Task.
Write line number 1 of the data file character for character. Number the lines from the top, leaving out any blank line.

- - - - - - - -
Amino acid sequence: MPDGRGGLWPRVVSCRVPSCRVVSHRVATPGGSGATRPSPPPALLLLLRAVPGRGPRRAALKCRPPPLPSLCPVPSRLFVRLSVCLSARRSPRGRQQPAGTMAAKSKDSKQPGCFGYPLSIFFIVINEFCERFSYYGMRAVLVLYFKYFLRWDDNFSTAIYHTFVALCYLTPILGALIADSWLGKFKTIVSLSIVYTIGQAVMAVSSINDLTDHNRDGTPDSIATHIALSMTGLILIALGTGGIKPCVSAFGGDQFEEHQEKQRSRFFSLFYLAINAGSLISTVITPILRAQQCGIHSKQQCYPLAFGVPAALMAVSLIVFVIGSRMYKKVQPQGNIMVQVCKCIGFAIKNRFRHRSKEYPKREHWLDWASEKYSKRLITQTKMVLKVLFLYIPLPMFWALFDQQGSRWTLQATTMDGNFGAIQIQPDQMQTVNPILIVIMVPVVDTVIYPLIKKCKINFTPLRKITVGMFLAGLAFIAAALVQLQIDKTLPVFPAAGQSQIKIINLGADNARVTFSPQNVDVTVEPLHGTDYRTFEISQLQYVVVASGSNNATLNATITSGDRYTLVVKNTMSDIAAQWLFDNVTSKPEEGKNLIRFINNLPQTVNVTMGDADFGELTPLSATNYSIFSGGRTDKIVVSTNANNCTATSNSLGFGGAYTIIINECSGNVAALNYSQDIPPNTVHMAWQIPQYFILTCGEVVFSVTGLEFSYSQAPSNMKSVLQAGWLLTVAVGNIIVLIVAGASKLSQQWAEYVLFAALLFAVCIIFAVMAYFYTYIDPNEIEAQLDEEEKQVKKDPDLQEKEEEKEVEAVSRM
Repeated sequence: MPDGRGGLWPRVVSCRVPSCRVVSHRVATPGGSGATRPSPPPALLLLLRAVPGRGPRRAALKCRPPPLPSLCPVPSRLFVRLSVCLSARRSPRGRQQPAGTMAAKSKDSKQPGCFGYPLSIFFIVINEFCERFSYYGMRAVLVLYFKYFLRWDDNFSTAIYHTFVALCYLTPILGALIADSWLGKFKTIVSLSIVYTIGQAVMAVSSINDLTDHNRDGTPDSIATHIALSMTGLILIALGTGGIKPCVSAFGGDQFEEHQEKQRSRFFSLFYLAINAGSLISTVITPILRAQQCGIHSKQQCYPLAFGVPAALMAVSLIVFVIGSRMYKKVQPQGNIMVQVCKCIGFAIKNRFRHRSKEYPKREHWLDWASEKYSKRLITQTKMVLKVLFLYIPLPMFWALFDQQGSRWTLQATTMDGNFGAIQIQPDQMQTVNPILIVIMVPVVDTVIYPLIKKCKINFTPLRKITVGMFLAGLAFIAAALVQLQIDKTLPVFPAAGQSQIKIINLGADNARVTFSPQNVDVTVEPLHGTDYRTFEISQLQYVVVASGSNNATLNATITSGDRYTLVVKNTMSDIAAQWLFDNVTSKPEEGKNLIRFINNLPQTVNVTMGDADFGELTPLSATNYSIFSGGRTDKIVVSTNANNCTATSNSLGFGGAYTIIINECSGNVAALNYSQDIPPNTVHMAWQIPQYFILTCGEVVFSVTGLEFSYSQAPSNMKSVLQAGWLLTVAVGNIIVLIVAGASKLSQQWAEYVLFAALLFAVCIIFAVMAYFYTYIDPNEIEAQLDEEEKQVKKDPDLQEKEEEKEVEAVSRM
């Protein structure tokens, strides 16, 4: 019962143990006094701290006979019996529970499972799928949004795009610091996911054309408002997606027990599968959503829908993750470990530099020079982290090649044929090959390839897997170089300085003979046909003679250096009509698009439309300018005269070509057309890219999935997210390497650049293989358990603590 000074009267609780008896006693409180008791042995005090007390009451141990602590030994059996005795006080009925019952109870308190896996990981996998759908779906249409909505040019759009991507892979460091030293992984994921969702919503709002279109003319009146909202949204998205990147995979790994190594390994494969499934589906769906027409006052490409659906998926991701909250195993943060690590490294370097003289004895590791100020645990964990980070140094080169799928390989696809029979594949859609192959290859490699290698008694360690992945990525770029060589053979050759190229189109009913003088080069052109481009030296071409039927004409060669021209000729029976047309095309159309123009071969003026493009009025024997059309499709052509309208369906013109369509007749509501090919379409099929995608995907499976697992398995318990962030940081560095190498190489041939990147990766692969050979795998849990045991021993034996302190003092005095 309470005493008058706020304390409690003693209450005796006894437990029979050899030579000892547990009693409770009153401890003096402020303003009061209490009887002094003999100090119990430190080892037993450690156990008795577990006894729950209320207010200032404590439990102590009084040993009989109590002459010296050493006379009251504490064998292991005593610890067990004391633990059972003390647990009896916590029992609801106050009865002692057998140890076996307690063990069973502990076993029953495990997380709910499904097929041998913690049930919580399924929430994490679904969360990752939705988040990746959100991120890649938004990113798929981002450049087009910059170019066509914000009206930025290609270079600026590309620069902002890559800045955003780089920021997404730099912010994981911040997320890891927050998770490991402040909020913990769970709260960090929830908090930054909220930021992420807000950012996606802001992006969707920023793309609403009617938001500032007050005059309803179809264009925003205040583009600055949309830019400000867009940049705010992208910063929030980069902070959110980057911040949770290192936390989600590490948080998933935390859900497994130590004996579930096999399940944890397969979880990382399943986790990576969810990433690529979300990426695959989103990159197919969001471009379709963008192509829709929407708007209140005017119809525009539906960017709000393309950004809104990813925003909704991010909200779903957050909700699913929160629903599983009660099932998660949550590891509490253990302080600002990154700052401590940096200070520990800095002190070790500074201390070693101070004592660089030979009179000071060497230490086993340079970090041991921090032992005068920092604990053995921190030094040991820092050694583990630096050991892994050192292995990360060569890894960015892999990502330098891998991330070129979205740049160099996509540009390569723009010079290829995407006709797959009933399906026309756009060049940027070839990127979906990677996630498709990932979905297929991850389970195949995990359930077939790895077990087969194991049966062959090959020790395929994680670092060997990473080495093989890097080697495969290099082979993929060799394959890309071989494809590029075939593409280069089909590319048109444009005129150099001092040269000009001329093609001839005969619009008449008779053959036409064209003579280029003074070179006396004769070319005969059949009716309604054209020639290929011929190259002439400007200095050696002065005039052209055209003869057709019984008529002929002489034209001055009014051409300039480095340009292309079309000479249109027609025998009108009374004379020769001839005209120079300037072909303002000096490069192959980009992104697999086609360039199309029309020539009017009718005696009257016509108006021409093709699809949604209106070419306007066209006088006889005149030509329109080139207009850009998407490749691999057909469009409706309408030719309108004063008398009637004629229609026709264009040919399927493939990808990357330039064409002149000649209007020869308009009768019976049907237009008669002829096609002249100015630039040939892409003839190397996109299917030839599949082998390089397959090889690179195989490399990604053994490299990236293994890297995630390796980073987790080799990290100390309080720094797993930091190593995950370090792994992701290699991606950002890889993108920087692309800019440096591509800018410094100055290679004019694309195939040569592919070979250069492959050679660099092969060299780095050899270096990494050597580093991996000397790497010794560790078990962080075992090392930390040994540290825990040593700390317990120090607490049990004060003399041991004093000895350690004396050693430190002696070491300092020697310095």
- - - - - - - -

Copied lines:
Amino acid sequence: MPDGRGGLWPRVVSCRVPSCRVVSHRVATPGGSGATRPSPPPALLLLLRAVPGRGPRRAALKCRPPPLPSLCPVPSRLFVRLSVCLSARRSPRGRQQPAGTMAAKSKDSKQPGCFGYPLSIFFIVINEFCERFSYYGMRAVLVLYFKYFLRWDDNFSTAIYHTFVALCYLTPILGALIADSWLGKFKTIVSLSIVYTIGQAVMAVSSINDLTDHNRDGTPDSIATHIALSMTGLILIALGTGGIKPCVSAFGGDQFEEHQEKQRSRFFSLFYLAINAGSLISTVITPILRAQQCGIHSKQQCYPLAFGVPAALMAVSLIVFVIGSRMYKKVQPQGNIMVQVCKCIGFAIKNRFRHRSKEYPKREHWLDWASEKYSKRLITQTKMVLKVLFLYIPLPMFWALFDQQGSRWTLQATTMDGNFGAIQIQPDQMQTVNPILIVIMVPVVDTVIYPLIKKCKINFTPLRKITVGMFLAGLAFIAAALVQLQIDKTLPVFPAAGQSQIKIINLGADNARVTFSPQNVDVTVEPLHGTDYRTFEISQLQYVVVASGSNNATLNATITSGDRYTLVVKNTMSDIAAQWLFDNVTSKPEEGKNLIRFINNLPQTVNVTMGDADFGELTPLSATNYSIFSGGRTDKIVVSTNANNCTATSNSLGFGGAYTIIINECSGNVAALNYSQDIPPNTVHMAWQIPQYFILTCGEVVFSVTGLEFSYSQAPSNMKSVLQAGWLLTVAVGNIIVLIVAGASKLSQQWAEYVLFAALLFAVCIIFAVMAYFYTYIDPNEIEAQLDEEEKQVKKDPDLQEKEEEKEVEAVSRM